Now, riding on the side of the Interstate is very nerve wracking. The shoulder is 8 - 10 feet wide with a rumble strip separating the lanes of traffic and the shoulder. (a rumble strip is divots carved into the asphalt that make a noise and shake your vehicle to alert the driver they are drifting out of the lane.) Rumble strips are not bike friendly either. In California, the shoulder surface ranges from very smooth and clean to chip seal rough and filled with gravel and debris. I often found that I had to weave across the shoulder to dodge pieces of broken tires and other debris all while trying to stay as far to the right as possible. My bike radar was continually going so I was just ignoring it and kept one eye on my rear view mirror and the other eye on my path of travel. Oh yeah, the noise of the traffic travelling at over 70 miles an hour becomes deafening. Needless to say, it was not a pleasant experience. The upside was that there were no steep climbs on the Interstate. (nothing greater than 2%)

I went another twenty miles and pulled over at an exit to call my wife to find out if she got to the hotel and let her know my estimated arrival time. While I was speaking to her, there was a couple pulled over trying to secure their bicycles on the bike rack on their car. The husband was struggling to get them tied down. I asked them if they'd like some help and he explained that the second bike kept rising up due to the wind at high speed. I examined how they were secured and showed him how the bikes should be secured to each other as well as secured to the bike rack. I secured their bikes and then they asked me how I came to be out here on the Interstate. I explained my Inspiration Ride to them and they were so thrilled to hear about it and so grateful for the assistance that they promised to donate when they got to the hotel. They were on their way home to Colorado and still had another day to drive.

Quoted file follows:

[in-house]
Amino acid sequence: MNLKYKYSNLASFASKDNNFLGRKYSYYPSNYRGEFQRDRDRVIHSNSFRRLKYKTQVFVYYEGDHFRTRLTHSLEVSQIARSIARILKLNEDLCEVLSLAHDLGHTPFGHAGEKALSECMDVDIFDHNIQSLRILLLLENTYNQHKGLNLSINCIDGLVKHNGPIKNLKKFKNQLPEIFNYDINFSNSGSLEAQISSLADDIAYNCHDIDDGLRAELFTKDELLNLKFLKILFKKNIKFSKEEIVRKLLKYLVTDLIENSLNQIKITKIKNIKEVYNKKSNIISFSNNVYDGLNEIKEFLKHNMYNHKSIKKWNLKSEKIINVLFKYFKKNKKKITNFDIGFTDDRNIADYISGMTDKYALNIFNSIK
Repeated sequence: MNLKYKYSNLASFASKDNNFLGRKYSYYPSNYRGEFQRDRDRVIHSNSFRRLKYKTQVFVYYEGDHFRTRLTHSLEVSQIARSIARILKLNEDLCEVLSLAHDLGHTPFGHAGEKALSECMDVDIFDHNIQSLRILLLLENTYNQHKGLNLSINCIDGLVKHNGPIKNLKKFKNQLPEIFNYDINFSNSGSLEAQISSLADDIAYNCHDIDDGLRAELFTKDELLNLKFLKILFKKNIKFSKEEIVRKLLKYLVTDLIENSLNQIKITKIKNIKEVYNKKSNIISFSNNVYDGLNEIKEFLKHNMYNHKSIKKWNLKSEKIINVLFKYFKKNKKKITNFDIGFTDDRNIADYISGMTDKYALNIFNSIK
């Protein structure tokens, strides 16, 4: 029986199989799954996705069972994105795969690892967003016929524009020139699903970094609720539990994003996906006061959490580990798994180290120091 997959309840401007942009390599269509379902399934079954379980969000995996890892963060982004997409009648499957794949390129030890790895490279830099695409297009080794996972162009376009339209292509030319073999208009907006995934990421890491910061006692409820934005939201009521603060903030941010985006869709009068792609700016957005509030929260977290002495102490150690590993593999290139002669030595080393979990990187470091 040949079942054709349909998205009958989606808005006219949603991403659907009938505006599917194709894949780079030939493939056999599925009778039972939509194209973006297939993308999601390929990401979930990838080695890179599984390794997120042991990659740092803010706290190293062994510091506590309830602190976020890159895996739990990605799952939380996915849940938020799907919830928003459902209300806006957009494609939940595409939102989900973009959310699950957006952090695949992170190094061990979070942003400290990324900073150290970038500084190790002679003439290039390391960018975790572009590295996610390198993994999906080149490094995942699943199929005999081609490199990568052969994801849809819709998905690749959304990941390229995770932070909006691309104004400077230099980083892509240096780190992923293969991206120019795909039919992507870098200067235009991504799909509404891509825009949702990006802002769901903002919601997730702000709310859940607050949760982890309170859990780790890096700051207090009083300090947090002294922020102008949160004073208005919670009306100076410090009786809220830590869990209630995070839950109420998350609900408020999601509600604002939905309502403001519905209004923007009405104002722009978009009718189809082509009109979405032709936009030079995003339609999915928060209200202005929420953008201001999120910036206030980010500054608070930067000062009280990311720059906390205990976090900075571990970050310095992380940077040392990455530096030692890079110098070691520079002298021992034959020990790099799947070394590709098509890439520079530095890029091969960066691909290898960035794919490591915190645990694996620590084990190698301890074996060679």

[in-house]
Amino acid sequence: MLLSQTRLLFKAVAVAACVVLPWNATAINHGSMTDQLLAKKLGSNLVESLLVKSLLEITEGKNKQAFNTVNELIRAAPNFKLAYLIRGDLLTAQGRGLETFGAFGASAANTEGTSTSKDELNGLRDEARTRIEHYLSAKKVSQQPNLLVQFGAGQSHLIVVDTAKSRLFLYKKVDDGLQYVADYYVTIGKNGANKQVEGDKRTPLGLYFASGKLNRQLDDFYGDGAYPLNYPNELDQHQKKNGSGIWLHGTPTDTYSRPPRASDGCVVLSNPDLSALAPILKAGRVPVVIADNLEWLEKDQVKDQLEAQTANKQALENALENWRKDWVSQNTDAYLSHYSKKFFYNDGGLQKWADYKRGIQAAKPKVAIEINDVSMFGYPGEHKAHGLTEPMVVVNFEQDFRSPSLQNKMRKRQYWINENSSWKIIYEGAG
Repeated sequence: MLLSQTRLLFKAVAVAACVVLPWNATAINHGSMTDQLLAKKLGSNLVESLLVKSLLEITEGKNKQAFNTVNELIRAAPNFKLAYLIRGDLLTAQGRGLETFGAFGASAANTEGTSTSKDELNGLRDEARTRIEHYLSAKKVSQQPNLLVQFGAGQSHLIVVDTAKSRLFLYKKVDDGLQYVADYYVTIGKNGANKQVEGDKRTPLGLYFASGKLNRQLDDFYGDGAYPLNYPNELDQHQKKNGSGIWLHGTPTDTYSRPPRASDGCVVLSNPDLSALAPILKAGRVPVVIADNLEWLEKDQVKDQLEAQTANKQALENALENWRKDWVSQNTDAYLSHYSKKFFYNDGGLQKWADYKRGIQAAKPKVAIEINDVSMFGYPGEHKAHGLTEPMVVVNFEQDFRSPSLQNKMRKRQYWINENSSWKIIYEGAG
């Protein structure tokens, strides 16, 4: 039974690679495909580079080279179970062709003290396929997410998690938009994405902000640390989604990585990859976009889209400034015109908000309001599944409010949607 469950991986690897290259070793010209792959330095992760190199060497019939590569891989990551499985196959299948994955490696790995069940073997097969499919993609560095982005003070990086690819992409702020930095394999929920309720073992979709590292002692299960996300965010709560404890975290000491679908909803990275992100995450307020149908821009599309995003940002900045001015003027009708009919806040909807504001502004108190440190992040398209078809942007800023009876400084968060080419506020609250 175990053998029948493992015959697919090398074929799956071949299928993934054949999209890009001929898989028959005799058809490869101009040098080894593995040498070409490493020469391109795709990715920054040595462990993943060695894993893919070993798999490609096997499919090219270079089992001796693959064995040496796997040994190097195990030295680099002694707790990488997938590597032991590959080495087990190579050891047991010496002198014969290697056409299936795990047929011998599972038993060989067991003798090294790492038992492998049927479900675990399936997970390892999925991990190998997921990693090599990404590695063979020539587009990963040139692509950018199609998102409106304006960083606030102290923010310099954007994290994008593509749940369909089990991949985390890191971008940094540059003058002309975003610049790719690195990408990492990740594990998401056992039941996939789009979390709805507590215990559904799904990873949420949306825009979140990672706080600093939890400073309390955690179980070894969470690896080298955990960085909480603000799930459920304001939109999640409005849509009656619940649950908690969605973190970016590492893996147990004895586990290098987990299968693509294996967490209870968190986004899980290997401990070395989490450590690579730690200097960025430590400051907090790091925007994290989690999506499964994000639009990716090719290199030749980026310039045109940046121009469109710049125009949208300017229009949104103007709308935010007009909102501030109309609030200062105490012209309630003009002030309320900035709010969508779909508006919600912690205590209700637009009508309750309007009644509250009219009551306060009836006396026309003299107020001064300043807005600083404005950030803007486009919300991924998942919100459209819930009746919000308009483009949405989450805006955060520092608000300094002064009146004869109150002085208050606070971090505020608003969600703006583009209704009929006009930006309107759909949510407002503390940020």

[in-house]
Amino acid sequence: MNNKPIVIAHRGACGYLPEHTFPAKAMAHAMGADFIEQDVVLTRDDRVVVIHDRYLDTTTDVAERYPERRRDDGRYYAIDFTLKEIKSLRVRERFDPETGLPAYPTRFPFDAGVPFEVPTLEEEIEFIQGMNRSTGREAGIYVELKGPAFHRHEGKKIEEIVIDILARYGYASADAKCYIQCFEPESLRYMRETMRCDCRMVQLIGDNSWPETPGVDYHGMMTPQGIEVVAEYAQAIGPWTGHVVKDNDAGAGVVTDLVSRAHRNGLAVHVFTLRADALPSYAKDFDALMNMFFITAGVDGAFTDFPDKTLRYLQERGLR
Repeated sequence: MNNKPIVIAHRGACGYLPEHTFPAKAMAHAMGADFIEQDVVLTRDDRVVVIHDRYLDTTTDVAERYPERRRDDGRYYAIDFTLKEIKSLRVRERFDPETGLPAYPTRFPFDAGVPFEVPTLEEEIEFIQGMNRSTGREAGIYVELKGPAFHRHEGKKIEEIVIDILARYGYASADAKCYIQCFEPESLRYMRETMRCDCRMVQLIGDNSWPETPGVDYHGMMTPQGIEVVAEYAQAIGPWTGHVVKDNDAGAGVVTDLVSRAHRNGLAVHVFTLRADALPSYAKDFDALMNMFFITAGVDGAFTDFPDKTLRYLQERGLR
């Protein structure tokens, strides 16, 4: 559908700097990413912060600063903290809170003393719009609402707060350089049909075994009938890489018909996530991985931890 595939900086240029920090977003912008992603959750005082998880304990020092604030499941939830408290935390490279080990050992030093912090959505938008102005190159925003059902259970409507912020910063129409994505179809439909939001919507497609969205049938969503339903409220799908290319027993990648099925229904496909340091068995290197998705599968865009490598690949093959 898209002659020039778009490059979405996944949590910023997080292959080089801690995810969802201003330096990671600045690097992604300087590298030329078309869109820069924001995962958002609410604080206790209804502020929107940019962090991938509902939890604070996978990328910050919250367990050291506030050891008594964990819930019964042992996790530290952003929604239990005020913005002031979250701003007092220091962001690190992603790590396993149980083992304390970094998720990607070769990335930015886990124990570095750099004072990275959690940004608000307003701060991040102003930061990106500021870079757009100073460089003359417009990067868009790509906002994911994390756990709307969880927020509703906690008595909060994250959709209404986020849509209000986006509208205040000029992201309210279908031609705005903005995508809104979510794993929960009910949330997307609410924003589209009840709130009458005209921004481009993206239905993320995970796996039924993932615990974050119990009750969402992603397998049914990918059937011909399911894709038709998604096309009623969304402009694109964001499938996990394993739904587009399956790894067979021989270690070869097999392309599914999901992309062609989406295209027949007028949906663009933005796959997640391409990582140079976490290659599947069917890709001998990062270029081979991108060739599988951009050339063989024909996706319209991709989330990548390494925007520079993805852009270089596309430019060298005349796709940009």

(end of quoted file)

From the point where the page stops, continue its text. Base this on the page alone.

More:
I rode the last twenty miles to Blythe and arrived just before sunset. It was a long day despite the distance and an emotional journey that also drained me physically. I also forget to mention, the bright sunshine of the day left me with quite a sunburn as I did forget to pack the sunscreen. I would pay for that mistake for the next two weeks.

After showering and getting dinner, I spent the next hour and a half uploading, editing and posting the daily video. By the time my head hit the pillow, I was asleep immediately. Tomorrow would be an even bigger day.

Watch the Full Video Here: https://youtu.be/XpJHeQcvMPI

Donate here: https://www.valleychildrens.org/foundation/cycling-across-america

Check out my activity on Strava: https://strava.app.link/Xhst1DR7bzb